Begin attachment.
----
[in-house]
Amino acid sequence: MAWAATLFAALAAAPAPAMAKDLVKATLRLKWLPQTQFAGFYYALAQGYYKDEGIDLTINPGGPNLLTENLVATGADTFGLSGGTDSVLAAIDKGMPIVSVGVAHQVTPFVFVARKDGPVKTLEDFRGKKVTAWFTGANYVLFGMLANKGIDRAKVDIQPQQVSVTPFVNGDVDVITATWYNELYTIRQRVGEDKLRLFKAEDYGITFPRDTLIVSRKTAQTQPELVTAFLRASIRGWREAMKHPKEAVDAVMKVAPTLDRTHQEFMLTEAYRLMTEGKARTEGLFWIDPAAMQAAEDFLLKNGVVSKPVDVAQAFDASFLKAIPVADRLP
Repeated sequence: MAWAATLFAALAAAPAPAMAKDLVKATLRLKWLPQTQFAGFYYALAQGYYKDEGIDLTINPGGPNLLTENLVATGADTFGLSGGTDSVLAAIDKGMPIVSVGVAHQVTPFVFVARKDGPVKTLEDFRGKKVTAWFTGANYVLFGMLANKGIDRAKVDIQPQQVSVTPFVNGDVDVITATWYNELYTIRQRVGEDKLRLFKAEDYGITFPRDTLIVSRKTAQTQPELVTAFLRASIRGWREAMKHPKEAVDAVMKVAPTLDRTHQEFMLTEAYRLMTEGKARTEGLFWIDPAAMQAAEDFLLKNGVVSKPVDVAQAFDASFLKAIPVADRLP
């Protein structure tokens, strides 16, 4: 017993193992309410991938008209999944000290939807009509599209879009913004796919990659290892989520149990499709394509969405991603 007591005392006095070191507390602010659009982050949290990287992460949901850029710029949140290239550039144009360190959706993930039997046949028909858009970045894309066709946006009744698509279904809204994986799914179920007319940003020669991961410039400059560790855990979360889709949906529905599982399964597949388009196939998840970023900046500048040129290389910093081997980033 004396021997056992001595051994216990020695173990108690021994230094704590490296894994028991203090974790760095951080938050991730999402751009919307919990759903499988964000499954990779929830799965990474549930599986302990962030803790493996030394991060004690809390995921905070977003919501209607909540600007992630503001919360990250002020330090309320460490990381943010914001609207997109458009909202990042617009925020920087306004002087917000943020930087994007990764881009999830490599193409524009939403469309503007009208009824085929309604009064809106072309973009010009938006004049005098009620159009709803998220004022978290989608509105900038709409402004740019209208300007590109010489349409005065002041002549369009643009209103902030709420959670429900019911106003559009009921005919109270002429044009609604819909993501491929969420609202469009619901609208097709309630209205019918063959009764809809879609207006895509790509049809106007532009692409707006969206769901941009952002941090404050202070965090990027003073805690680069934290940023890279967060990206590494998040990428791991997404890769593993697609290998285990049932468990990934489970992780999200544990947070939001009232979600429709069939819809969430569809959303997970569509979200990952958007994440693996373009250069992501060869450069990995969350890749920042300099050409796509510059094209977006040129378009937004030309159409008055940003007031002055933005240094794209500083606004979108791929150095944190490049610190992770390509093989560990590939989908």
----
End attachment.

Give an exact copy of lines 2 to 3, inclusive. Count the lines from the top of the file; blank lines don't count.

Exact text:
Amino acid sequence: MAWAATLFAALAAAPAPAMAKDLVKATLRLKWLPQTQFAGFYYALAQGYYKDEGIDLTINPGGPNLLTENLVATGADTFGLSGGTDSVLAAIDKGMPIVSVGVAHQVTPFVFVARKDGPVKTLEDFRGKKVTAWFTGANYVLFGMLANKGIDRAKVDIQPQQVSVTPFVNGDVDVITATWYNELYTIRQRVGEDKLRLFKAEDYGITFPRDTLIVSRKTAQTQPELVTAFLRASIRGWREAMKHPKEAVDAVMKVAPTLDRTHQEFMLTEAYRLMTEGKARTEGLFWIDPAAMQAAEDFLLKNGVVSKPVDVAQAFDASFLKAIPVADRLP
Repeated sequence: MAWAATLFAALAAAPAPAMAKDLVKATLRLKWLPQTQFAGFYYALAQGYYKDEGIDLTINPGGPNLLTENLVATGADTFGLSGGTDSVLAAIDKGMPIVSVGVAHQVTPFVFVARKDGPVKTLEDFRGKKVTAWFTGANYVLFGMLANKGIDRAKVDIQPQQVSVTPFVNGDVDVITATWYNELYTIRQRVGEDKLRLFKAEDYGITFPRDTLIVSRKTAQTQPELVTAFLRASIRGWREAMKHPKEAVDAVMKVAPTLDRTHQEFMLTEAYRLMTEGKARTEGLFWIDPAAMQAAEDFLLKNGVVSKPVDVAQAFDASFLKAIPVADRLP